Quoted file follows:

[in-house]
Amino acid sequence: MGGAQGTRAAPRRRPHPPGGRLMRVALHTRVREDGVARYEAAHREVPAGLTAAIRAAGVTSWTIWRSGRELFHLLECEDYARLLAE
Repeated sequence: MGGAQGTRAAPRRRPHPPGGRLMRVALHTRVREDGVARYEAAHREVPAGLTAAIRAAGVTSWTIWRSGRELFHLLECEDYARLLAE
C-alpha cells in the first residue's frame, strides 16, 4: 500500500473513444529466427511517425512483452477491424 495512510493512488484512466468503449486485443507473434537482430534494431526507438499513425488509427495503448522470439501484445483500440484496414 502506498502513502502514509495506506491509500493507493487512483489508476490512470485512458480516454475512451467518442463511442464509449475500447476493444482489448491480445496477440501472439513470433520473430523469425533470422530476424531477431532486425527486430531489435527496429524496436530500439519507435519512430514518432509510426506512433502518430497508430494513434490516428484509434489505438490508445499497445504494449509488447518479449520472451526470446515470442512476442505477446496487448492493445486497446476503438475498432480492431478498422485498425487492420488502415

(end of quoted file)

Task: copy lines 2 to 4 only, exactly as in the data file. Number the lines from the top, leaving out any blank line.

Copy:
Amino acid sequence: MGGAQGTRAAPRRRPHPPGGRLMRVALHTRVREDGVARYEAAHREVPAGLTAAIRAAGVTSWTIWRSGRELFHLLECEDYARLLAE
Repeated sequence: MGGAQGTRAAPRRRPHPPGGRLMRVALHTRVREDGVARYEAAHREVPAGLTAAIRAAGVTSWTIWRSGRELFHLLECEDYARLLAE
C-alpha cells in the first residue's frame, strides 16, 4: 500500500473513444529466427511517425512483452477491424 495512510493512488484512466468503449486485443507473434537482430534494431526507438499513425488509427495503448522470439501484445483500440484496414 502506498502513502502514509495506506491509500493507493487512483489508476490512470485512458480516454475512451467518442463511442464509449475500447476493444482489448491480445496477440501472439513470433520473430523469425533470422530476424531477431532486425527486430531489435527496429524496436530500439519507435519512430514518432509510426506512433502518430497508430494513434490516428484509434489505438490508445499497445504494449509488447518479449520472451526470446515470442512476442505477446496487448492493445486497446476503438475498432480492431478498422485498425487492420488502415